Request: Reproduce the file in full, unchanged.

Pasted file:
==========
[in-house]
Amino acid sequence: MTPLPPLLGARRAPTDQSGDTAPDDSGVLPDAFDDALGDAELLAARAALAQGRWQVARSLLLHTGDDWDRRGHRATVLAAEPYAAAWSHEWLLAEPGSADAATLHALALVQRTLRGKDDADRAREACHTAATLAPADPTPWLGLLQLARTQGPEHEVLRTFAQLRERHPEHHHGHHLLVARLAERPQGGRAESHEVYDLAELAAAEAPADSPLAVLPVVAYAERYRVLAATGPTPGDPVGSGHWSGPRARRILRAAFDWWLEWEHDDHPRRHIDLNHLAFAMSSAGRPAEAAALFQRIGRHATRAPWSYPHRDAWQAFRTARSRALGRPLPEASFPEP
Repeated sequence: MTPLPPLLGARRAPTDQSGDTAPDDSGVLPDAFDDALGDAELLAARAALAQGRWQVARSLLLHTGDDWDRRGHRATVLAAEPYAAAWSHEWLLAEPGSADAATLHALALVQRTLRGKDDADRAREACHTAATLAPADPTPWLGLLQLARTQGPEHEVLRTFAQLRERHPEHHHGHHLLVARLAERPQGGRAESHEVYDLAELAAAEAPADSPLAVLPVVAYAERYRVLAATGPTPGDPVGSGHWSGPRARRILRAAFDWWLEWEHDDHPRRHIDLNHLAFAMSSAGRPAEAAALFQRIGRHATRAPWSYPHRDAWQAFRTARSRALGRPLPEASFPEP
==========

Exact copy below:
[in-house]
Amino acid sequence: MTPLPPLLGARRAPTDQSGDTAPDDSGVLPDAFDDALGDAELLAARAALAQGRWQVARSLLLHTGDDWDRRGHRATVLAAEPYAAAWSHEWLLAEPGSADAATLHALALVQRTLRGKDDADRAREACHTAATLAPADPTPWLGLLQLARTQGPEHEVLRTFAQLRERHPEHHHGHHLLVARLAERPQGGRAESHEVYDLAELAAAEAPADSPLAVLPVVAYAERYRVLAATGPTPGDPVGSGHWSGPRARRILRAAFDWWLEWEHDDHPRRHIDLNHLAFAMSSAGRPAEAAALFQRIGRHATRAPWSYPHRDAWQAFRTARSRALGRPLPEASFPEP
Repeated sequence: MTPLPPLLGARRAPTDQSGDTAPDDSGVLPDAFDDALGDAELLAARAALAQGRWQVARSLLLHTGDDWDRRGHRATVLAAEPYAAAWSHEWLLAEPGSADAATLHALALVQRTLRGKDDADRAREACHTAATLAPADPTPWLGLLQLARTQGPEHEVLRTFAQLRERHPEHHHGHHLLVARLAERPQGGRAESHEVYDLAELAAAEAPADSPLAVLPVVAYAERYRVLAATGPTPGDPVGSGHWSGPRARRILRAAFDWWLEWEHDDHPRRHIDLNHLAFAMSSAGRPAEAAALFQRIGRHATRAPWSYPHRDAWQAFRTARSRALGRPLPEASFPEP